Canadian Football League

Tuesday, October 17, 2006

Former Canadian Football League punter struggling to focus on football with Dad's Cancer battle

Bob Ryan grew up in Canada loving the Green Bay Packers. Vince Lombardi, Paul Hornung, Bart Starr, Willie Davis - he followed all the legends.
So when the 53-year-old psychologist got to see his son, Jon, punt for his favorite team in an Aug. 19 preseason game against Atlanta, well, you could say Bob Ryan's life was complete.
But that wouldn't be fair. Because his life isn't complete, and it isn't fair. It isn't fair that a man with so much more to do, a man who has given so much to his community, a man with so much life still left in him, is running out of time as cancer spreads throughout his body.
And yet, every time he watches his two sons play football - Jon with the Packers and Steve at the University of Regina in Saskatchewan - Bob Ryan feels a little bit better.
"He tells me how proud he is of me," Jon Ryan said as he stood in the Packers locker room Monday. "Sometimes, when times have been tough, it's been a bit of an escape to watch me play football and watch my brother play football. So football's kind of a medicine for my family right now."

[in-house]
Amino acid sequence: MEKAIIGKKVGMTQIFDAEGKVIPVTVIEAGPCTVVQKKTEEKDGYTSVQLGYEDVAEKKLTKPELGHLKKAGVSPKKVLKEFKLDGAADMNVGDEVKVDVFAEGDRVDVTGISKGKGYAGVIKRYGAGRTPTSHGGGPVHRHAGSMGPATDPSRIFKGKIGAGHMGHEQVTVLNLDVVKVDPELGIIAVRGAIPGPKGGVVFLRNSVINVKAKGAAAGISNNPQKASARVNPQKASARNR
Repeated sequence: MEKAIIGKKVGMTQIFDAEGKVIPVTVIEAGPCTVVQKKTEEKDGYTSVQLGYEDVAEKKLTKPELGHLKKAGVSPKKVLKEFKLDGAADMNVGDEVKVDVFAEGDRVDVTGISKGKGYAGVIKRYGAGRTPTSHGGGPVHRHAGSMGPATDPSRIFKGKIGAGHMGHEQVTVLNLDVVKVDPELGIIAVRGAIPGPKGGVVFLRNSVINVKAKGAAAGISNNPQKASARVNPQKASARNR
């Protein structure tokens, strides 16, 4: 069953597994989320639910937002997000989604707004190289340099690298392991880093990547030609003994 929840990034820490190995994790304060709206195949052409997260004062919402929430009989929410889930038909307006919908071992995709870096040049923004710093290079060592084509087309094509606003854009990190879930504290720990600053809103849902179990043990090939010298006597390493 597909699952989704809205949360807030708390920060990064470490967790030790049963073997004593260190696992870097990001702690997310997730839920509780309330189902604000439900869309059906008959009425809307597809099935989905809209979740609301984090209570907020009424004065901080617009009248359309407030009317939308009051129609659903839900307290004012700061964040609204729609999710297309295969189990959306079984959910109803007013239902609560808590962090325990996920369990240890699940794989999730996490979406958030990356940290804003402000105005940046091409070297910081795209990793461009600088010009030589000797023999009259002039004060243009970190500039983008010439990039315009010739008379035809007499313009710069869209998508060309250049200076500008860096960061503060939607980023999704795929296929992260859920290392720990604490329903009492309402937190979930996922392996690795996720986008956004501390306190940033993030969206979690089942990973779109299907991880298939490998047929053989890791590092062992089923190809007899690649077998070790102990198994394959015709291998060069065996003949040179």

And so, with that knowledge, Jon Ryan returned to work Monday, just as the rest of his Packers teammates did.
But while it was hard for some of those players to leave warmer climates or the freedom of a football-less weekend, it was a thousand times harder for Ryan, the first-year punter, who signed with the Packers this offseason after playing in the Canadian Football League.
Because when Ryan flew back on Sunday, he did so knowing that he may not see his father alive again.
"I had a long talk with him on Saturday night, and it was very difficult because they don't know how much time he has left," Ryan said. "It's kind of like goodbye."
The ordeal began two months ago, after his father fell at his home in Saskatchewan, tearing part of his hip flexor off the bone. Afterward, doctors discovered a tumor in his hip area, and the cancer spread quickly to his other hip and lungs.